There’s also the elephant in the room: What if the dog attacks someone, like the dog walker or a stranger? Who’s responsible for that?

The answer is something that should be agreed upon in writing before the dog-walking services begin.

Most Important Aspects to Include in Your Dog Walking Contract

Every dog walking contract may be a little bit different, depending on the specifics of the animal and walker involved.

However, there are a few things that should always be in a dog walking contract
  • Services and Rates: All parties should be agreed on what duties the dog walker will perform and at what prices. A dog walker may also want to list any potential add-on services that are available, as well as what they cost. This way, the walker doesn’t get stuck doing a bunch of chores that they never agreed to, while the owner has a clear idea of what’s being done on their dog’s behalf and how much it costs.
  • Terms of Service: Is this going to be an ongoing arrangement, or is there a set end date? Can either side sever the contract at any time? This should also spell out exactly which dogs the services will apply to, in the case of a multi-pet home.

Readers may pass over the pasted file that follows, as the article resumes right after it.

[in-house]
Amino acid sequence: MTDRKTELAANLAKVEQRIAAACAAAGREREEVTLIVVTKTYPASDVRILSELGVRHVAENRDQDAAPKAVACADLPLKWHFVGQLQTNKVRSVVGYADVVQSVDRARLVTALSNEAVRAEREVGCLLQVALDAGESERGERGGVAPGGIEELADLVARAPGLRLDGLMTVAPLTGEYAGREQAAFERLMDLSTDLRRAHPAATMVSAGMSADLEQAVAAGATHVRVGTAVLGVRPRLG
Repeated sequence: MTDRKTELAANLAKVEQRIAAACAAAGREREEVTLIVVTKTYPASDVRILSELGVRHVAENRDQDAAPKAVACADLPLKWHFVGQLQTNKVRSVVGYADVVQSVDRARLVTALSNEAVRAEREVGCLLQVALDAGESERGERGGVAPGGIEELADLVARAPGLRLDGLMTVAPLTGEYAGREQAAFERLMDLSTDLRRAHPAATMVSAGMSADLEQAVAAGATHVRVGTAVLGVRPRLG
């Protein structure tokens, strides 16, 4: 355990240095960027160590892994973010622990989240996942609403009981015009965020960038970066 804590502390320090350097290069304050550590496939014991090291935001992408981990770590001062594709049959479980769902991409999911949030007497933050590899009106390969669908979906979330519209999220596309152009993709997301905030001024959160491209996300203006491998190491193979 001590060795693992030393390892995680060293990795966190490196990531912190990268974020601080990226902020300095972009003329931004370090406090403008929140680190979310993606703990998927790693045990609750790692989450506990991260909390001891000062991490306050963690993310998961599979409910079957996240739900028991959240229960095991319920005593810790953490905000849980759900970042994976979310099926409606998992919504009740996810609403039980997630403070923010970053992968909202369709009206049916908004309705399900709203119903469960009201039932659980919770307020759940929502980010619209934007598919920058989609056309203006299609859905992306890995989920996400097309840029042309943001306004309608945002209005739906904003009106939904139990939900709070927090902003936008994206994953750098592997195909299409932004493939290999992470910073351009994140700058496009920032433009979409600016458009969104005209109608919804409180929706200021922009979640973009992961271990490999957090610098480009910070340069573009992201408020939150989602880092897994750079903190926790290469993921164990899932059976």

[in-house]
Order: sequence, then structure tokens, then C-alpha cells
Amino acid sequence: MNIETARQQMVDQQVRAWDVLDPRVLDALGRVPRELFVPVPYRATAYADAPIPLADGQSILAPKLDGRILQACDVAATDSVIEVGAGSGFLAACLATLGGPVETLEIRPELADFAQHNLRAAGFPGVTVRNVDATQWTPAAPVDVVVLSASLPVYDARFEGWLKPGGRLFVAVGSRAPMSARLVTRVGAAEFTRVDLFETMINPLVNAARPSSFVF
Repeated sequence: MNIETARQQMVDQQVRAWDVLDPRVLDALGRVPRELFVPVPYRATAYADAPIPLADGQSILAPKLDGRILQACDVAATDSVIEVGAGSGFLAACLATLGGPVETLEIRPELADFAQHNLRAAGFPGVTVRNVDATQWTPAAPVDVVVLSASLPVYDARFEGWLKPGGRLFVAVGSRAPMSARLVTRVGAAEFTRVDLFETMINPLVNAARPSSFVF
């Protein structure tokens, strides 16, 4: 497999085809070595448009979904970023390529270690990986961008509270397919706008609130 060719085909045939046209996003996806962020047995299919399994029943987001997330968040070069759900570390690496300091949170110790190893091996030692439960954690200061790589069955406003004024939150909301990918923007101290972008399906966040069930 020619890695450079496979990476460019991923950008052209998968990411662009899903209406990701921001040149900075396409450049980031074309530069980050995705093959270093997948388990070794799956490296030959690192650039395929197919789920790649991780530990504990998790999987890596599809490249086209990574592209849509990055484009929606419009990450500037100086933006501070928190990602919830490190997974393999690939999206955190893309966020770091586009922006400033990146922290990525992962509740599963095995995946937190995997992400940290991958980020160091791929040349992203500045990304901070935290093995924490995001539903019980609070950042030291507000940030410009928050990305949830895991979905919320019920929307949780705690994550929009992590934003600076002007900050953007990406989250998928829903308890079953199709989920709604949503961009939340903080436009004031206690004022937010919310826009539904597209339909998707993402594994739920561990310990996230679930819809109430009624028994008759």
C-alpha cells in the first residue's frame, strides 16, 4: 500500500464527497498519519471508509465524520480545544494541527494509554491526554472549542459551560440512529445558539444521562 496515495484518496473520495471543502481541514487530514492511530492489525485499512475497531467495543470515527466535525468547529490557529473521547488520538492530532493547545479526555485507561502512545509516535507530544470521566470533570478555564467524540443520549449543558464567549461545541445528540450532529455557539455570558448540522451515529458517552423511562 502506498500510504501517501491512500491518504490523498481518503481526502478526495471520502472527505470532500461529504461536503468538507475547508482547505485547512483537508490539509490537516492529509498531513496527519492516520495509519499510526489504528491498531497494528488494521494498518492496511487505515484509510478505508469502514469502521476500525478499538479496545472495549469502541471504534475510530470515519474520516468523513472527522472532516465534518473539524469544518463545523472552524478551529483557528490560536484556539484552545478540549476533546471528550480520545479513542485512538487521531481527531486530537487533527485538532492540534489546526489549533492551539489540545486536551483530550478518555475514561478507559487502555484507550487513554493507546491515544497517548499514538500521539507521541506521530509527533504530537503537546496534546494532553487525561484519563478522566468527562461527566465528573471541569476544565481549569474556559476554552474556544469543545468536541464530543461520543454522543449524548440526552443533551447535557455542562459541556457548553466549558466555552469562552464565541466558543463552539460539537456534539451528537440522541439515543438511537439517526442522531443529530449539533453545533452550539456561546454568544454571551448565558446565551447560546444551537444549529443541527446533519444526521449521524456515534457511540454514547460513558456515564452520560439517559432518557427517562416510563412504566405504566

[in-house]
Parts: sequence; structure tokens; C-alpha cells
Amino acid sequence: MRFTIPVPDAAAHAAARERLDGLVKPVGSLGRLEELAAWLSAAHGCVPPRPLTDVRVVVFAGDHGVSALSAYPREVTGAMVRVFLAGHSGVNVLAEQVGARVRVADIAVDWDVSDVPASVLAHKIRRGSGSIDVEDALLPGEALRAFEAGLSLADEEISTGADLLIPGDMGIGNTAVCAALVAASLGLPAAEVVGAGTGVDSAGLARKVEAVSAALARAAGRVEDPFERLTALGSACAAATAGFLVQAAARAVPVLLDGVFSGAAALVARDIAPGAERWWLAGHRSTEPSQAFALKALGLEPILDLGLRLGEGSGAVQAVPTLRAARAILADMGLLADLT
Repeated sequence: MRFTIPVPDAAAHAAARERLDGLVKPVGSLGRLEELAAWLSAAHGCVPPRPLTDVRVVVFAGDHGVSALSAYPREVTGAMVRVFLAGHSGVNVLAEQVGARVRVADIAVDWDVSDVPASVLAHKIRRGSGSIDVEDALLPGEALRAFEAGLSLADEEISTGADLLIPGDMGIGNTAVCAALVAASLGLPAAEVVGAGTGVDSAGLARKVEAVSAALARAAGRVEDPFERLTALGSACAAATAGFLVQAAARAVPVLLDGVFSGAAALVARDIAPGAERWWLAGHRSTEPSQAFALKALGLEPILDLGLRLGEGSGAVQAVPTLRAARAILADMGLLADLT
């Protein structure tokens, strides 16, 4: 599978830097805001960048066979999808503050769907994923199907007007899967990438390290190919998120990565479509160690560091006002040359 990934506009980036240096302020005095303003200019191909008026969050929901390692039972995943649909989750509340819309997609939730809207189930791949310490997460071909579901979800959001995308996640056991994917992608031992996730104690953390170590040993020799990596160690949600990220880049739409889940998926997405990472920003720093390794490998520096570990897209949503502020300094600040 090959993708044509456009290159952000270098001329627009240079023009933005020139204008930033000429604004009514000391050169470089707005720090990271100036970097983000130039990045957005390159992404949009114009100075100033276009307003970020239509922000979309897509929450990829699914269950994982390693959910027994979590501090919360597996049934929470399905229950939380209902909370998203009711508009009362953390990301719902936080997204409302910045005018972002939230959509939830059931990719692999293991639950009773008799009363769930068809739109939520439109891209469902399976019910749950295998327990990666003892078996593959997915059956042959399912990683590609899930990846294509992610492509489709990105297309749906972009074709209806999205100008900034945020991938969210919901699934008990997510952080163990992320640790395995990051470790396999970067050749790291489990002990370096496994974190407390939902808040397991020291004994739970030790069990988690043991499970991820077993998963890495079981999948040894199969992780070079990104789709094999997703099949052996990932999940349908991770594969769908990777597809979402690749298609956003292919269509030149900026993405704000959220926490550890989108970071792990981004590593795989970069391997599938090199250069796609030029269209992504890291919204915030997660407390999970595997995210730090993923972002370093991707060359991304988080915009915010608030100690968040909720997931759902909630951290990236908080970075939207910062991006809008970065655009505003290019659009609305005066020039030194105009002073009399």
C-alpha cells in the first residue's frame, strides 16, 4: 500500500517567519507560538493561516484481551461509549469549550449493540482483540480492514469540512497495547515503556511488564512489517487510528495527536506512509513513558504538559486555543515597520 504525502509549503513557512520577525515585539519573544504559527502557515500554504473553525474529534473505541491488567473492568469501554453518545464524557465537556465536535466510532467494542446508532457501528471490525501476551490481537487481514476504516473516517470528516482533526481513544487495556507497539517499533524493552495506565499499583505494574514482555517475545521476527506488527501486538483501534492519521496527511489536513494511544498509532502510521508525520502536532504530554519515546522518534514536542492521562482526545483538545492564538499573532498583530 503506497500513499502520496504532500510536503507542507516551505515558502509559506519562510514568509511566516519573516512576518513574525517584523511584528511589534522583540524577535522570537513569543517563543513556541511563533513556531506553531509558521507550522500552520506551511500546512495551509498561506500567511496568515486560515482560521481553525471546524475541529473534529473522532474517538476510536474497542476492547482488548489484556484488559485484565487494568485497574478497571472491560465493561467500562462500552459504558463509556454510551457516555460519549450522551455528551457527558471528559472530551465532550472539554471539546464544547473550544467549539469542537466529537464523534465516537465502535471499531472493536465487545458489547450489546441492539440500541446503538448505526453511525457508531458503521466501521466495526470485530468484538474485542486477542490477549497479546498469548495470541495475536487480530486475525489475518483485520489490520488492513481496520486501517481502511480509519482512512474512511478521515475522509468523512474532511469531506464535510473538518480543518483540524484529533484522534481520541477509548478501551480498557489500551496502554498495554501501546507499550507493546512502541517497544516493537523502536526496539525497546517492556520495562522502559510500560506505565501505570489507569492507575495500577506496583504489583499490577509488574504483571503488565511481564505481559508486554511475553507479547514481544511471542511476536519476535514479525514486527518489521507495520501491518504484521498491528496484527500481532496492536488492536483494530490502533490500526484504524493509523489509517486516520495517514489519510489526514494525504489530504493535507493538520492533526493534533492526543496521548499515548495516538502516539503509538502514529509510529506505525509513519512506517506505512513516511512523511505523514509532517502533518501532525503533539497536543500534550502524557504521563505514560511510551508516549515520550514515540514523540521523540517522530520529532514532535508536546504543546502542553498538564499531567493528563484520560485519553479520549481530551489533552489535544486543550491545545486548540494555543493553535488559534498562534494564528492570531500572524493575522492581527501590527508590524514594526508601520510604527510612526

• Emergency Protocol: What should the dog walker do if the animal gets sick or injured in their care? Do they have the authority to authorize any medical treatment necessary, regardless of price? Who pays for the treatment and how do you determine price? All of this should be covered in the contract.
  • Cancellation Policies: If the owner doesn’t need their dog walked, how much advance notice is required? Is there a fee if said notice isn’t given? Does the walker have the right to cancel services in case of personal emergency, inclement weather, etc.? If so, how will they make up the lost session to the owner?
  • Liability: This is the biggie. It determines who’s legally responsible in case things go wrong. Many dog walkers include a release of liability clause in their contracts so they’re not responsible for the dog’s misbehavior. This release of liability may not cover incidents that are a direct result of the walker’s negligence, however.